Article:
The location of the main caravan trails and gates giving access to the oasis in ancient times may be surmised by combining the accounts left by Western explorers in the 19th and 20th centuries, prior to the layout of the modern road network. These trails were documented by Shakespear, Wallin,Musil, Blunt,Huber,Wallin and Guarmani.These routes fed into the better known trail to Damascus along Wâdî Al-Sirhân. The main stations with water as mentioned by Wallin: Nabk, Mureira, Ghurab, Kurikir, Albazim, Azrak, Bisrd, Hureira, Ruzdaly on the pilgrim road, Al’awig, finally Damascus. Towords the south the  trail  was  also  well  known  between  Dûma  and  Hâ’il,  cutting  across  Nafûd  as  mentioned  by Shakespear, Wallin and Huber. From Hâ’il it was then possible to plunge down into the heart of Arabia in the direction of al-Yamâma or else make for the Arab-Persian coast and Al-Gerrha. Towards east and north,It seems that the most favored route to the Arabian Gulf involved a large detour through the north of the peninsula, through Sakâkâ then ‘Ar’ar to the north-east from Bi’r Jâwâ, passing through little irrigation channels. The walls along these channels formed a network of unpaved alleyways.

Historic Background:

Dûmat al-Jandal was of the most important commercial centers in the north of the Arabian Peninsula since ancient times, and important station on the trade routes.Dûmat al-Jandal was known as “Adummatu” in Assyrian sources (eighth century BC), and was described as a stronghold of Arabs, and was the capital of a number of Arab Queens in that period, such as: Zabiba, Shams, and Telkhu which was allied with the tribe of Qedar.Dûmat al-Jandal was one of the Arab markets before Islam. In the early days of Islam Prophet Mohammad r invaded Dûmat al-Jandal in the 5th year AH/626 AD, in addition he sent Abdul Rahman bin Auf in 6 AH/627 AD to subdue the tribes living to the south-west of Dûmat al-Jandal, including the tribe of Kalb. The Prophetrlater sent the Khalid ibn Al-Walid in 9 AH/630 AD to Dûmat al-Jandal, as Khalid succeeded in imprisoning its ruler Al-Ukaider and brought him to Medina where he was assuredby Prophet Mohammad r and provided him refuge and later released him to return to Dûmat al-Jandal.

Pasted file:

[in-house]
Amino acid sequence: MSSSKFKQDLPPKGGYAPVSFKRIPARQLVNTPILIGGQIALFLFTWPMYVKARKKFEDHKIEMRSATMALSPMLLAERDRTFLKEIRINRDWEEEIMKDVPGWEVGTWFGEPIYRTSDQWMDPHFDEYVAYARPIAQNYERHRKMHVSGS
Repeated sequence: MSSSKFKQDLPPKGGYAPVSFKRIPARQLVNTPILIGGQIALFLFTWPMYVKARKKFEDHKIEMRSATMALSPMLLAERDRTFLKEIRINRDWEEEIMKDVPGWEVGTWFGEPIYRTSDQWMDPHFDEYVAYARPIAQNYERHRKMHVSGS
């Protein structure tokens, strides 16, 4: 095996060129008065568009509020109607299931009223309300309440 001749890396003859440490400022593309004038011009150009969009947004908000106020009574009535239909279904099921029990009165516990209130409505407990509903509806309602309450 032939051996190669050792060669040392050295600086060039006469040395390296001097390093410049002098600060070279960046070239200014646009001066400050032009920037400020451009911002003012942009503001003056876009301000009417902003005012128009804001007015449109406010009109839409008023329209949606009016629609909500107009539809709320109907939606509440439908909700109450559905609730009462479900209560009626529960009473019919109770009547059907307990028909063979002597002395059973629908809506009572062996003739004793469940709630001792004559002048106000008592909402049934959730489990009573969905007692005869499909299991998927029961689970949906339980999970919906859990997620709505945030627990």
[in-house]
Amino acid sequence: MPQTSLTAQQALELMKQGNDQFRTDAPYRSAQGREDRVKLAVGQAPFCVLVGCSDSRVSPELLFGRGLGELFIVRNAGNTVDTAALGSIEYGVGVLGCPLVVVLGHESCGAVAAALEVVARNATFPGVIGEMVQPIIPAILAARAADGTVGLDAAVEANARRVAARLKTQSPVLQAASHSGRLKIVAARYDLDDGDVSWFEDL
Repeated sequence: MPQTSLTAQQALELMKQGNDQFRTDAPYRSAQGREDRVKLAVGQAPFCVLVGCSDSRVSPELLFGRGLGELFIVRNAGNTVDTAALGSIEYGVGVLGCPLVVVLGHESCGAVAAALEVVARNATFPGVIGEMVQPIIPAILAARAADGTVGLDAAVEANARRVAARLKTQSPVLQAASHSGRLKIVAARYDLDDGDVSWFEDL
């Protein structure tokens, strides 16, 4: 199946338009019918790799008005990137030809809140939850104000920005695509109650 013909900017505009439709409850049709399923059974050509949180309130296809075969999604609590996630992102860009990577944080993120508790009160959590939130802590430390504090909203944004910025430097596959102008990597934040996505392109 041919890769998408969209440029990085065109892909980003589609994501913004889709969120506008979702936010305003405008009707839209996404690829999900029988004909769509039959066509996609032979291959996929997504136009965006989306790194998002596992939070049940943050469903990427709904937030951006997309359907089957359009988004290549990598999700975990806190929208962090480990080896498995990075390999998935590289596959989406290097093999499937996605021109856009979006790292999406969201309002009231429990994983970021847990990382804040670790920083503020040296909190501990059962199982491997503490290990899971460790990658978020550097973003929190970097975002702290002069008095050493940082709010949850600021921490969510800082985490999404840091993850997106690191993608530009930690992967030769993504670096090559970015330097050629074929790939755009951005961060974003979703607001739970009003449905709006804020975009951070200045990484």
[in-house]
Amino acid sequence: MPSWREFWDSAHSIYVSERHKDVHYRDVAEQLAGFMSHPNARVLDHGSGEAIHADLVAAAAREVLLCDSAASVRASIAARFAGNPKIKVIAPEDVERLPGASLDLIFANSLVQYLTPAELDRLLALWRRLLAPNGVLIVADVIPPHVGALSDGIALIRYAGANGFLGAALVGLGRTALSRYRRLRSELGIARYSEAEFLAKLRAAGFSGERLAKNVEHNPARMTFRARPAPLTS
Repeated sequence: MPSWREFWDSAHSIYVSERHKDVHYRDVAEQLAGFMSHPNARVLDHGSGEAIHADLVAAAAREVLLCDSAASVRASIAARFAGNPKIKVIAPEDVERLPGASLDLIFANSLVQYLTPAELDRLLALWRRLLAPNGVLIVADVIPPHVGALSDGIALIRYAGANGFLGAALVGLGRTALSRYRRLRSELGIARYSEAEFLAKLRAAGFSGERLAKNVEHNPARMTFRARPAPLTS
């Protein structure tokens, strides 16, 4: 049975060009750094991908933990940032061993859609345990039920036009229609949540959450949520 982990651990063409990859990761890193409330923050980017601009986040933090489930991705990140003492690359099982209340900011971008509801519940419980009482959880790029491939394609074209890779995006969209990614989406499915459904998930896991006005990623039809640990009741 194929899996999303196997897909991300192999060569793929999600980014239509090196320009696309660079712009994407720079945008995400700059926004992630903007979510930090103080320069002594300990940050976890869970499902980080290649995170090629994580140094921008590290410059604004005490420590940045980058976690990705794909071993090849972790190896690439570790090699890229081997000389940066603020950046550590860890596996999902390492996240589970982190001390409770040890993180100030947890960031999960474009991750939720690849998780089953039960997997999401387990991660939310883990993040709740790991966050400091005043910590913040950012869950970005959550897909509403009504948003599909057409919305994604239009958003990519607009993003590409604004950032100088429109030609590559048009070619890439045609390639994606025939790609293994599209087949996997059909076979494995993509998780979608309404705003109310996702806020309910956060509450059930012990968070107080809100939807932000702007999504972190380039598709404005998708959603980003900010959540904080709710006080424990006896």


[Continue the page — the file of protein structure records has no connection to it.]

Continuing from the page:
Al-Der’ district in Dûmat Al-Jandal:

In the middle of the 19th century, G.A. Wallin no longer speaks of Dûmat al-Jandal as separate villages but of twelve contiguous quarters. Alder’ or Souk Ibn al-Der’ was the oldest, around the mosque of Umar. Al-Der’ quarter is located next to the Omar Mosque and Qasr Mârid Castle as the oldest quarters in Dûmat Al-Jandal.Al-Der’ quarter is considered one of the remaining districts of the ancient city of Dûmat Al-Jandal that survived demolition, which affected the historical Souk Ibn al-Der’ market about 25 years ago.It is noteworthy that the quarter structures belong to the Mid Islamic era, but founded on archaeological layers and foundations dating back to the middle of the first millennium BC. The quarter is distinguished with its stone arches and stone buildings and narrow alleys and its location among orchards and water canals, which provided life for the residents of the quarter from the nearby springs.It is worth mentioning that the quarter was established on the ruins of an earlier district, this is evident by the multiple layers as well as the emergence of the district’s old roads under the existing buildings.